Data quality has an important role in building confidence in the products produced by an institution. Quality assurance forms an integral part of statistics production at any statistical office. Several factors make international migration statistics unreliable when using traditional or non-traditional methods.
During the censuses, it is a challenge to capture all emigrants, when all members of the households reside abroad, and information regarding irregular migrants is often difficult to collect, etc. Another limitation is related to timeliness: data is collected once in several (about five or ten) years.
The population register can be considered as an adequate data source for collecting migration statistics since it contains various sets of individuals' characteristics. The frequency of its updating and the accuracy of the information recorded are factors critical to the quality of the statistics to be computed. It has to be emphasized that such events as a change of the person's residence within the state, as well as a departure from state to live abroad, has to be declared by the person (physically or via online notification, depending on the country), which is not always done, as updating residency information might be a very complex process (OSCE/ODIHR, 2009). Under certain circumstances, it might be a challenge to capture internal migrants, as well as international ones (e.g. person's movement within the Schengen area, as no checks are carried out at the borders between the Schengen Member States).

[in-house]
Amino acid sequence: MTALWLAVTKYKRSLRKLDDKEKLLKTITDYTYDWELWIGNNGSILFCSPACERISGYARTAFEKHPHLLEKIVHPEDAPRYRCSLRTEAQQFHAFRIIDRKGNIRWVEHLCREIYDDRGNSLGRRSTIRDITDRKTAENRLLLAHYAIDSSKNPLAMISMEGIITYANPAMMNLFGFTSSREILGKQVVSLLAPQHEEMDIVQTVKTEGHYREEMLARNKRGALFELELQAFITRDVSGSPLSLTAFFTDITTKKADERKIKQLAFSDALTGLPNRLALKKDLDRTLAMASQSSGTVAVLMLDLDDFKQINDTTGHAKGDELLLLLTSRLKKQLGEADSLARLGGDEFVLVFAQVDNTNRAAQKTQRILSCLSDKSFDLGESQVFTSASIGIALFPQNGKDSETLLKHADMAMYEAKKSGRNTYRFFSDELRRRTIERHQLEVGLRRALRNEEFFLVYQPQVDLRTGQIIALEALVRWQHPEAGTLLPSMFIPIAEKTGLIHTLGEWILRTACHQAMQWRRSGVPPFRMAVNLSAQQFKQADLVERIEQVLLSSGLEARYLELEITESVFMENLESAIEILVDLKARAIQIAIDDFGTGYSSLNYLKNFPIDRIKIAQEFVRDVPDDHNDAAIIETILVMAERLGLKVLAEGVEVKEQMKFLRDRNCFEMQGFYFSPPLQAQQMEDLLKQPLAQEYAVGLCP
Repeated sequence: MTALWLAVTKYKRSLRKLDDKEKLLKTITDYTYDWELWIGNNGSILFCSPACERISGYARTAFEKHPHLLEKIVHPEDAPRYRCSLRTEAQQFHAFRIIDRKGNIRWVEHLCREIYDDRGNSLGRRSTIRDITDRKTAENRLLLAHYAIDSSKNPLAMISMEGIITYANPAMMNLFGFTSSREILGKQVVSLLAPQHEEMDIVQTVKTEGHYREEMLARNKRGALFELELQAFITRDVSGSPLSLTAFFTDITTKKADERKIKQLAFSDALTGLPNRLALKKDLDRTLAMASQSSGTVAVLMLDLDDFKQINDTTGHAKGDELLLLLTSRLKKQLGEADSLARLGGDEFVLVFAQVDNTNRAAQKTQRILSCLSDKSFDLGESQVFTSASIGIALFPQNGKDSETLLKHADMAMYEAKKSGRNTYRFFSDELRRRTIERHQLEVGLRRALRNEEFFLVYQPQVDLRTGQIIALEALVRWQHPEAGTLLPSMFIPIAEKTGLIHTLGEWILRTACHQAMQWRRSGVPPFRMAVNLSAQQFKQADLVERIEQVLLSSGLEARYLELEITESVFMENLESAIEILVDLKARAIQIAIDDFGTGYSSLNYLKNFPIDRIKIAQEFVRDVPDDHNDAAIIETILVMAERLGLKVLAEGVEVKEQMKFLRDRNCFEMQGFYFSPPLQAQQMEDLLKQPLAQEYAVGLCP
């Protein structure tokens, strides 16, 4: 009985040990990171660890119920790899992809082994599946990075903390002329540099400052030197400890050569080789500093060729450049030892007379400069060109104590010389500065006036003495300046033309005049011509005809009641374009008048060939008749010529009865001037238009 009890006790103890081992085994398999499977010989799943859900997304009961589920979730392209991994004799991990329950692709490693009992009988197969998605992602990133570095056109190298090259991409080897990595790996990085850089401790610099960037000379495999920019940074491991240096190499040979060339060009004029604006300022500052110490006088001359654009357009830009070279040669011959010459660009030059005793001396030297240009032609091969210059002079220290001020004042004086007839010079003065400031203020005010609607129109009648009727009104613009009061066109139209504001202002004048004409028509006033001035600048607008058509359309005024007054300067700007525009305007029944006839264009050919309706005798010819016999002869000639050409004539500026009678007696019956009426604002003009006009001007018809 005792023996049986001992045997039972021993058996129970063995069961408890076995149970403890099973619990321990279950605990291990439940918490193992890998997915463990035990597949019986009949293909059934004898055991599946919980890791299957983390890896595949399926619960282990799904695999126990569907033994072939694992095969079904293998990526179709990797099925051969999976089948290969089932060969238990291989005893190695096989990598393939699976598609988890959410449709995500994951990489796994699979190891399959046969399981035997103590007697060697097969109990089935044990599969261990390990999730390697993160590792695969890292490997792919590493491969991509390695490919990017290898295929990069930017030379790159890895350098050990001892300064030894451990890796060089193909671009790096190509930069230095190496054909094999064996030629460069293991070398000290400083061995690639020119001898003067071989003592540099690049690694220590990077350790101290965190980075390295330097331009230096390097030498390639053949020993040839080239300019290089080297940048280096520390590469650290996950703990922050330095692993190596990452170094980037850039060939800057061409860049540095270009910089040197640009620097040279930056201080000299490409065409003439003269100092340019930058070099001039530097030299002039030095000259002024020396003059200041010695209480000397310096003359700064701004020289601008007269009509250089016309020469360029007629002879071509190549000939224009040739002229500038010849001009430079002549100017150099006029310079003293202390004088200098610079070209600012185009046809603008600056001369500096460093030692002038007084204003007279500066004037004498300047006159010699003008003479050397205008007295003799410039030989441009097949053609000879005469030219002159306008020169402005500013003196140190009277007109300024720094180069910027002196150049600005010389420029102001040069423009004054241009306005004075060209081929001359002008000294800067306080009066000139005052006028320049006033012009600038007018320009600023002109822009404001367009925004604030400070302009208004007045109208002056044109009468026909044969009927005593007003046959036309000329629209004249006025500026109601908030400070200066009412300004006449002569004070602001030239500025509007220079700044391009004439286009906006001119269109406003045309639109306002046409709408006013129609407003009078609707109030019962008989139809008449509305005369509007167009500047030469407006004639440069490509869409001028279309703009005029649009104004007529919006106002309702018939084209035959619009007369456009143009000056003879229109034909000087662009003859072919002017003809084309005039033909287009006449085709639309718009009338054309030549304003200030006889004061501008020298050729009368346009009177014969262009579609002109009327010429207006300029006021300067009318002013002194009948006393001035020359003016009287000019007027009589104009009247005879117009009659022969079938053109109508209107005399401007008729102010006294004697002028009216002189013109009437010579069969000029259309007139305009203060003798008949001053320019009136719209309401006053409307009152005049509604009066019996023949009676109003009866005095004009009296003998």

Other administrative sources, such as e.g. border control data, can be also used for producing migration statistics but it suggests quantitative rather than qualitative data.
Thus, coverage is one of the main challenges when it comes to the production of migration statistics. MPD can measure migration regardless of the person's statement (i.e. reported place of residence). Big Data can provide alternative solutions and fill some data gaps.
Privacy and ethical aspects. The issues of privacy, surveillance, and fundamental rights are important aspects of mobile positioning. Any study conducted with the use of MPD must ensure the individual's personal privacy, avoid discrimination and respect fundamental rights, as the data may contain sensitive information. The information should not allow identifying an individual(s) on geographical or temporal grounds, that is, it should not be possible to extract individual(s) movements from the MPD. Every cell has a certain geographical coverage area and unique identity code, as in the Cell-ID method. To keep confidentiality, mobile operators can aggregate anonymous geographical data from log files, such as location points or movement vectors, and data users can use this for scientific purposes or planning.